Nurses’ COVID-19 contribution

May 1, 2021

Nurses’ contribution to the COVID-19 pandemic has been significant in all areas of health care.

The theme for this year’s International Nurses’ Day is Nurses: A voice to lead – transforming the next stage of health care. Announcing the theme, International Council of Nurses’ (ICN) president Annette Kennedy said the global COVID-19 pandemic had significantly disrupted health care but “there has also been significant innovation that has improved access to care. In 2021, we will focus on the changes to and innovations in nursing and how this will ultimately shape the future of health care”.1

COVID-19 has not overwhelmed the New Zealand health system with critically ill patients or led to a massive death toll. But it has led to significant changes in how nursing care is delivered and access to that care. It is interesting to reflect on how the pandemic has affected all health sectors, including nursing education.

COVID-19 had a significant impact in aged residential care (ARC), with the greatest loss of lives in that sector. This, in turn, has contributed to much tighter restrictions, with many facilities working under an alert level above that of the country/region, to manage risk.

A ‘trickle’ of IQNs

And the closure of our borders since March 2020 has drastically affected the availability of internationally qualified nurses (IQNs). The usually steady flow is barely a trickle and there is little relief on the horizon. This has major implications for all sectors – 27 per cent of our nursing workforce is made up of IQNs.

The management of COVID-19 has largely been based in the community, with testing stations and vaccination centres now a routine feature of the primary health care landscape. Many NZNO members have been employed specifically in this work; others have taken it on in addition to other work in the community, general practice and Māori/iwi and Pacific providers.

The emergence of managed isolation/ quarantine facilities (MIQs) has seen nurses and health-care assistants (HCAs) from other parts of the system seeking employment in MIQs – there are approximately 1500 nurses employed in these facilities. This has been at the expense of other sectors. This outflow has created additional staffing pressures in other parts of the system, as attempts are made to plug the gaps.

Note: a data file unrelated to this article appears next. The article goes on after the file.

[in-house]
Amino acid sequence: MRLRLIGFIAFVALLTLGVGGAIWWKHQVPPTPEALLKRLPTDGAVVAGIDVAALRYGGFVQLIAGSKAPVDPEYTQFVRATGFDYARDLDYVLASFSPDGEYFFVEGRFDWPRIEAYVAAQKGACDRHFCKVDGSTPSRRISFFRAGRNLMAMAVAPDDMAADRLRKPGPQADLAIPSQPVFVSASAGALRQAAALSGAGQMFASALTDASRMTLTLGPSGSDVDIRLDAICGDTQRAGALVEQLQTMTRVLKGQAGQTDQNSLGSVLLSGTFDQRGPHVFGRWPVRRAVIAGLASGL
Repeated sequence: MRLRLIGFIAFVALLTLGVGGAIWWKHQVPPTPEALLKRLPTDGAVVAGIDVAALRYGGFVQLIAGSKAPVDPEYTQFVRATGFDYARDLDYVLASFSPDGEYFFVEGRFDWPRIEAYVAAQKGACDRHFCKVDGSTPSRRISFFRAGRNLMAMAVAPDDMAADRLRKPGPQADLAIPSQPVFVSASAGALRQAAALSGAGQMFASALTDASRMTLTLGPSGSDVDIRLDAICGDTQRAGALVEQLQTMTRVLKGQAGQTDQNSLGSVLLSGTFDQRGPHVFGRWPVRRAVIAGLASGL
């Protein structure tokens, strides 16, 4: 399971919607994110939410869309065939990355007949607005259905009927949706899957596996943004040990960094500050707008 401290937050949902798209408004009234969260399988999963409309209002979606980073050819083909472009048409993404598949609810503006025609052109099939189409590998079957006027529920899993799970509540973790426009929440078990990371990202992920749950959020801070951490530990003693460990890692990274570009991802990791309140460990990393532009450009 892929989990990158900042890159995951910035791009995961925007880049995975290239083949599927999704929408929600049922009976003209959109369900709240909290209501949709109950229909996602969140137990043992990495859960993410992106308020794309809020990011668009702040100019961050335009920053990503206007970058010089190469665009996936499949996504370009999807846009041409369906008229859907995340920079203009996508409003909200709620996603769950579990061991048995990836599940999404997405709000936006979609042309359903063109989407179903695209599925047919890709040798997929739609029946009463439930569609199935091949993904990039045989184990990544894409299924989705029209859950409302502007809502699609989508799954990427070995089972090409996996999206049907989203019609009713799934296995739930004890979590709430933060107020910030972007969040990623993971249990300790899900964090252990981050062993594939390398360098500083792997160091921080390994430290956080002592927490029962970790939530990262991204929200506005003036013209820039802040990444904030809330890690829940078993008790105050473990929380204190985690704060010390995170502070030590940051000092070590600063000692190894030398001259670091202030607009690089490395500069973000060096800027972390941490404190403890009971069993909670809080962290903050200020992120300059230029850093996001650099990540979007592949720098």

As the COVID-19 vaccination rollout gathers momentum, our members are both the vaccinators and the vaccinated. NZNO, along with other Council of Trade Unions-affiliated unions, supports the rollout and wants to ensure the public is well educated about it. Work is still being done to support “vaccine hesitant” workers and those declining the vaccine for medical or other reasons.

To deliver the vaccination to “the team of five million” in a timely manner is going to require about 2000-3000 nurses, who will form the bulk of the vaccinating workforce. Nurses are appropriately skilled and qualified and, for many, vaccination is part of their routine work.

To include lay vaccinators, ie non health professionals, in the vaccination workforce, as mooted by the Ministry of Health (MoH) last month,2 will require some law changes. There are many roles for those who are not regulated health professionals to support the rollout, without becoming vaccinators. More clarity on the MoH’s suggestion is needed before NZNO could support it. NZNO would want assurances that this is not a second-tier service aimed at already disadvantaged communities. It would also want to know the impact on regulated health professionals (mostly nurses) who will be legally responsible for those working under their delegation.

All this has added pressure to an already stretched workforce. And more nurses are being siphoned off to undertake key roles in COVID-19 management, but without their roles being back filled.

‘Significant challenges’

The admonition to “grow our own” nursing workforce has met significant challenges. During alert level 4, nursing students were removed from clinical placements and their education interrupted. While efforts have been made to make up for this loss of practicum and theory hours, some students have found the delays and the ensuing additional costs too much and have been unable to complete their studies.

Despite the provisions of the 2018 nursing accord, which were to protect new graduate places and ensure 100 per cent employment of all new graduates, we are still seeing only 80 per cent of new graduates employed within six months. And, anecdotally, there are fewer new graduate places available in DHBs this year.

Meanwhile, back in DHB land, the usual seasonal variation in patient numbers has not occurred this year, with many DHBs working above capacity over summer. Nurses in the sector have made clear their displeasure at the initial DHB multi-employer collective agreement offer. They are burnt out and overworked, with an alarming number leaving or intending to leave. It is high time nurses – the backbone of the COVID-19 response – are valued for their contribution. Their innovation in care delivery and improving access will, ultimately, contribute to shaping the future of health care.

References

  1. International Council of Nurses. (October 15, 2020). International Council of Nurses announces International Nurses Day theme 2021.
  2. RNZ. (April 15, 2020). COVID-19 vaccine rollout plan briefing with Bloomfield and officials.